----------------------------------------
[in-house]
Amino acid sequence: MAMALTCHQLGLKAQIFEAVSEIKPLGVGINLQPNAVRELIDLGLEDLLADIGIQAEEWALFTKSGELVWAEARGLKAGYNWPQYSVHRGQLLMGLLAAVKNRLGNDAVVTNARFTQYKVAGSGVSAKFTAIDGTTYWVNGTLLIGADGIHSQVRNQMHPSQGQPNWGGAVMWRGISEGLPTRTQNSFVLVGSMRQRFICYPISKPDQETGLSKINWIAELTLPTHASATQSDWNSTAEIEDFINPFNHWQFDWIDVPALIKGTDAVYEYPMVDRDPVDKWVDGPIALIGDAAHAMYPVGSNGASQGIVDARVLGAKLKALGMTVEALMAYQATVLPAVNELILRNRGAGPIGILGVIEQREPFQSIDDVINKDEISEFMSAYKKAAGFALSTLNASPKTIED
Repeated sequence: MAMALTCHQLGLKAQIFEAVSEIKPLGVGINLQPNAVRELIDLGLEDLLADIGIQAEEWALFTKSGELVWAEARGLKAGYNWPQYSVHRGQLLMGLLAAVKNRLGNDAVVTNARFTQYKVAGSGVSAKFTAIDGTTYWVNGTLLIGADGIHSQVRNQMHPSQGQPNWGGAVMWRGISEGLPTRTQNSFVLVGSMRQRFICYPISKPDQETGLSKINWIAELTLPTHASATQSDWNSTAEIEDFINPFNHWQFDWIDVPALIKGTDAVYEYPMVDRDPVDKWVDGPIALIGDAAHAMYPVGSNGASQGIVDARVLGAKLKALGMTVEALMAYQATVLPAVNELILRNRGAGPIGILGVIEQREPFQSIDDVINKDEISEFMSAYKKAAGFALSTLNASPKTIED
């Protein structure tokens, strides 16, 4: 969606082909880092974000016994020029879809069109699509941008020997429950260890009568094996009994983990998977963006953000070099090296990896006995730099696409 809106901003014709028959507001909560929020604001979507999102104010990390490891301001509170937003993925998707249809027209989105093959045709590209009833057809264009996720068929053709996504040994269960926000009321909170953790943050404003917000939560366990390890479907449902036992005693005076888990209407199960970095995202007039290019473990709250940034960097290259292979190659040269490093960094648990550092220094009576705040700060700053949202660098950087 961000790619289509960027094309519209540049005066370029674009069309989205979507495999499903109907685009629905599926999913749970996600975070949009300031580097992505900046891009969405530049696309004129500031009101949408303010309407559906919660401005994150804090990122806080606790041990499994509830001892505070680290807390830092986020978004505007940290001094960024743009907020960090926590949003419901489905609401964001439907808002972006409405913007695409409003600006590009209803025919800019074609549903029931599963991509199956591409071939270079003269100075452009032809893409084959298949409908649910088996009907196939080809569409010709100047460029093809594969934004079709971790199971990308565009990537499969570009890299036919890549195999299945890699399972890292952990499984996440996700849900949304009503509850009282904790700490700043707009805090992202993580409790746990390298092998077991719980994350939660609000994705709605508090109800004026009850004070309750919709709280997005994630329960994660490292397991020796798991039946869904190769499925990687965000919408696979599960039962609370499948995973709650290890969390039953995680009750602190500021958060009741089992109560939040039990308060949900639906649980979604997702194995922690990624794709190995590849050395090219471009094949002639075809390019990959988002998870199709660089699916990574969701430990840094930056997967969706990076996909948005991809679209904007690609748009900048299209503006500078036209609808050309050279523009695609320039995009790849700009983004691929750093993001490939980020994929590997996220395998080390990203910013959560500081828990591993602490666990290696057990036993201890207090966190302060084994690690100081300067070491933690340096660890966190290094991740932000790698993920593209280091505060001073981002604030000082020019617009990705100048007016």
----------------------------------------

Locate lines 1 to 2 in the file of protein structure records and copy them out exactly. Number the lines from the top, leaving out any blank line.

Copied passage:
[in-house]
Amino acid sequence: MAMALTCHQLGLKAQIFEAVSEIKPLGVGINLQPNAVRELIDLGLEDLLADIGIQAEEWALFTKSGELVWAEARGLKAGYNWPQYSVHRGQLLMGLLAAVKNRLGNDAVVTNARFTQYKVAGSGVSAKFTAIDGTTYWVNGTLLIGADGIHSQVRNQMHPSQGQPNWGGAVMWRGISEGLPTRTQNSFVLVGSMRQRFICYPISKPDQETGLSKINWIAELTLPTHASATQSDWNSTAEIEDFINPFNHWQFDWIDVPALIKGTDAVYEYPMVDRDPVDKWVDGPIALIGDAAHAMYPVGSNGASQGIVDARVLGAKLKALGMTVEALMAYQATVLPAVNELILRNRGAGPIGILGVIEQREPFQSIDDVINKDEISEFMSAYKKAAGFALSTLNASPKTIED